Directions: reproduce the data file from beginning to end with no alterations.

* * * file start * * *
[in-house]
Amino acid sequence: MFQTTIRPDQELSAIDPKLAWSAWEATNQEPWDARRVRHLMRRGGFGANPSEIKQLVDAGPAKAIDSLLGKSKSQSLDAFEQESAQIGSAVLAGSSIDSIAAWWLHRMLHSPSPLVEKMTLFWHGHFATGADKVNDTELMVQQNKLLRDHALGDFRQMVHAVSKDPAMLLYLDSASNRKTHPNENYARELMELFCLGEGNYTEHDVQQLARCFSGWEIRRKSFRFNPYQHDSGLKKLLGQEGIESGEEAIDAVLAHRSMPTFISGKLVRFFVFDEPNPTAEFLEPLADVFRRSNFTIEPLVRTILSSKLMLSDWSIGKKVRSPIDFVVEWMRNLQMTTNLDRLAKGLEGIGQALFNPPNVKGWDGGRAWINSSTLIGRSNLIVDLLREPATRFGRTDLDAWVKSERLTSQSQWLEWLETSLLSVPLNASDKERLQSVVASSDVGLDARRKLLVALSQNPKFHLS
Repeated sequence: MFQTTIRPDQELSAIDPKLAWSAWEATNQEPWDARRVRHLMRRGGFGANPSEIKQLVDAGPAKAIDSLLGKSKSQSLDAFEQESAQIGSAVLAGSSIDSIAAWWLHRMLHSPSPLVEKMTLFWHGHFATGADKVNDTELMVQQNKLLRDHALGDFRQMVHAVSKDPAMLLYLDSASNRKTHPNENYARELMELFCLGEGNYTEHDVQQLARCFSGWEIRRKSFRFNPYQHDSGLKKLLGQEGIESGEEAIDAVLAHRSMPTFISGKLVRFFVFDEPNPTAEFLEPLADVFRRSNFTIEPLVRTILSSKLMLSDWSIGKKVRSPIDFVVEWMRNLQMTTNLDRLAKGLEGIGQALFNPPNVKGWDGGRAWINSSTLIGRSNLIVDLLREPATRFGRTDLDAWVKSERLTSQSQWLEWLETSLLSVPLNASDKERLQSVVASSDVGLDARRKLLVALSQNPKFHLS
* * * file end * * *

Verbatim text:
[in-house]
Amino acid sequence: MFQTTIRPDQELSAIDPKLAWSAWEATNQEPWDARRVRHLMRRGGFGANPSEIKQLVDAGPAKAIDSLLGKSKSQSLDAFEQESAQIGSAVLAGSSIDSIAAWWLHRMLHSPSPLVEKMTLFWHGHFATGADKVNDTELMVQQNKLLRDHALGDFRQMVHAVSKDPAMLLYLDSASNRKTHPNENYARELMELFCLGEGNYTEHDVQQLARCFSGWEIRRKSFRFNPYQHDSGLKKLLGQEGIESGEEAIDAVLAHRSMPTFISGKLVRFFVFDEPNPTAEFLEPLADVFRRSNFTIEPLVRTILSSKLMLSDWSIGKKVRSPIDFVVEWMRNLQMTTNLDRLAKGLEGIGQALFNPPNVKGWDGGRAWINSSTLIGRSNLIVDLLREPATRFGRTDLDAWVKSERLTSQSQWLEWLETSLLSVPLNASDKERLQSVVASSDVGLDARRKLLVALSQNPKFHLS
Repeated sequence: MFQTTIRPDQELSAIDPKLAWSAWEATNQEPWDARRVRHLMRRGGFGANPSEIKQLVDAGPAKAIDSLLGKSKSQSLDAFEQESAQIGSAVLAGSSIDSIAAWWLHRMLHSPSPLVEKMTLFWHGHFATGADKVNDTELMVQQNKLLRDHALGDFRQMVHAVSKDPAMLLYLDSASNRKTHPNENYARELMELFCLGEGNYTEHDVQQLARCFSGWEIRRKSFRFNPYQHDSGLKKLLGQEGIESGEEAIDAVLAHRSMPTFISGKLVRFFVFDEPNPTAEFLEPLADVFRRSNFTIEPLVRTILSSKLMLSDWSIGKKVRSPIDFVVEWMRNLQMTTNLDRLAKGLEGIGQALFNPPNVKGWDGGRAWINSSTLIGRSNLIVDLLREPATRFGRTDLDAWVKSERLTSQSQWLEWLETSLLSVPLNASDKERLQSVVASSDVGLDARRKLLVALSQNPKFHLS